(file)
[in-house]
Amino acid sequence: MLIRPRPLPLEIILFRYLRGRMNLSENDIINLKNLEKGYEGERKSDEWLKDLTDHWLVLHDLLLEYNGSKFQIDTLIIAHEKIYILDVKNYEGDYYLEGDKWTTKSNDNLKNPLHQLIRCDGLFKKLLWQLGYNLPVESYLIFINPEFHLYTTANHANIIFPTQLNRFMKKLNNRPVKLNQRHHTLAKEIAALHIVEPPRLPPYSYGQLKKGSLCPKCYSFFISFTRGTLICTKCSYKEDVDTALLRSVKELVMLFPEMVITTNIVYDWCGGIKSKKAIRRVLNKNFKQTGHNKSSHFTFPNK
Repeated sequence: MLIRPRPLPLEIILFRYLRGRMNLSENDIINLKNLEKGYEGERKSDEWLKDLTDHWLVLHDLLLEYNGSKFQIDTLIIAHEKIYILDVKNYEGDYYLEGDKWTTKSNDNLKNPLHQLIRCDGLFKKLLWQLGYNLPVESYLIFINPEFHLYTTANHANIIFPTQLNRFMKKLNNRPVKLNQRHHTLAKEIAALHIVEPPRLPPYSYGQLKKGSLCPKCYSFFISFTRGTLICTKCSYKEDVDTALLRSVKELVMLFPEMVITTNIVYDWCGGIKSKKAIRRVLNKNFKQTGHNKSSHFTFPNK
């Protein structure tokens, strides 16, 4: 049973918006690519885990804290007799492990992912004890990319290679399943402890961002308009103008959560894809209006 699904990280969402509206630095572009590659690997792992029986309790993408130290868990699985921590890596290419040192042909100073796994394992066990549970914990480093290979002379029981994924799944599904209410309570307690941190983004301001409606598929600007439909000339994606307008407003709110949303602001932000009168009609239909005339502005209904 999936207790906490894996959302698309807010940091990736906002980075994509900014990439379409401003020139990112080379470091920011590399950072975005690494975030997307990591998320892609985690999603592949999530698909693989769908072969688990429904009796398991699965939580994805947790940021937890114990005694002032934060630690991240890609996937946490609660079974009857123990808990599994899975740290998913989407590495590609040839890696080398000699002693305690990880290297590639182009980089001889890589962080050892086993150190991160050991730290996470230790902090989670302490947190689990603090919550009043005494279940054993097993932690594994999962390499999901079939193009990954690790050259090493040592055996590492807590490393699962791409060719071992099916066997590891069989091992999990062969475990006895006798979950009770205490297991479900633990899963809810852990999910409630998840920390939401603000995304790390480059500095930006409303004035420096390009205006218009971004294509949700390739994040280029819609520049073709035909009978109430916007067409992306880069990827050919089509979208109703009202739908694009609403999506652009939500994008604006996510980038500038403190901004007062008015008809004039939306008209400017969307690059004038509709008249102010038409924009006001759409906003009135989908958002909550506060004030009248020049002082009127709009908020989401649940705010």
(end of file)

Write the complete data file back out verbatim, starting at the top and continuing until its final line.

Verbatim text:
[in-house]
Amino acid sequence: MLIRPRPLPLEIILFRYLRGRMNLSENDIINLKNLEKGYEGERKSDEWLKDLTDHWLVLHDLLLEYNGSKFQIDTLIIAHEKIYILDVKNYEGDYYLEGDKWTTKSNDNLKNPLHQLIRCDGLFKKLLWQLGYNLPVESYLIFINPEFHLYTTANHANIIFPTQLNRFMKKLNNRPVKLNQRHHTLAKEIAALHIVEPPRLPPYSYGQLKKGSLCPKCYSFFISFTRGTLICTKCSYKEDVDTALLRSVKELVMLFPEMVITTNIVYDWCGGIKSKKAIRRVLNKNFKQTGHNKSSHFTFPNK
Repeated sequence: MLIRPRPLPLEIILFRYLRGRMNLSENDIINLKNLEKGYEGERKSDEWLKDLTDHWLVLHDLLLEYNGSKFQIDTLIIAHEKIYILDVKNYEGDYYLEGDKWTTKSNDNLKNPLHQLIRCDGLFKKLLWQLGYNLPVESYLIFINPEFHLYTTANHANIIFPTQLNRFMKKLNNRPVKLNQRHHTLAKEIAALHIVEPPRLPPYSYGQLKKGSLCPKCYSFFISFTRGTLICTKCSYKEDVDTALLRSVKELVMLFPEMVITTNIVYDWCGGIKSKKAIRRVLNKNFKQTGHNKSSHFTFPNK
């Protein structure tokens, strides 16, 4: 049973918006690519885990804290007799492990992912004890990319290679399943402890961002308009103008959560894809209006 699904990280969402509206630095572009590659690997792992029986309790993408130290868990699985921590890596290419040192042909100073796994394992066990549970914990480093290979002379029981994924799944599904209410309570307690941190983004301001409606598929600007439909000339994606307008407003709110949303602001932000009168009609239909005339502005209904 999936207790906490894996959302698309807010940091990736906002980075994509900014990439379409401003020139990112080379470091920011590399950072975005690494975030997307990591998320892609985690999603592949999530698909693989769908072969688990429904009796398991699965939580994805947790940021937890114990005694002032934060630690991240890609996937946490609660079974009857123990808990599994899975740290998913989407590495590609040839890696080398000699002693305690990880290297590639182009980089001889890589962080050892086993150190991160050991730290996470230790902090989670302490947190689990603090919550009043005494279940054993097993932690594994999962390499999901079939193009990954690790050259090493040592055996590492807590490393699962791409060719071992099916066997590891069989091992999990062969475990006895006798979950009770205490297991479900633990899963809810852990999910409630998840920390939401603000995304790390480059500095930006409303004035420096390009205006218009971004294509949700390739994040280029819609520049073709035909009978109430916007067409992306880069990827050919089509979208109703009202739908694009609403999506652009939500994008604006996510980038500038403190901004007062008015008809004039939306008209400017969307690059004038509709008249102010038409924009006001759409906003009135989908958002909550506060004030009248020049002082009127709009908020989401649940705010």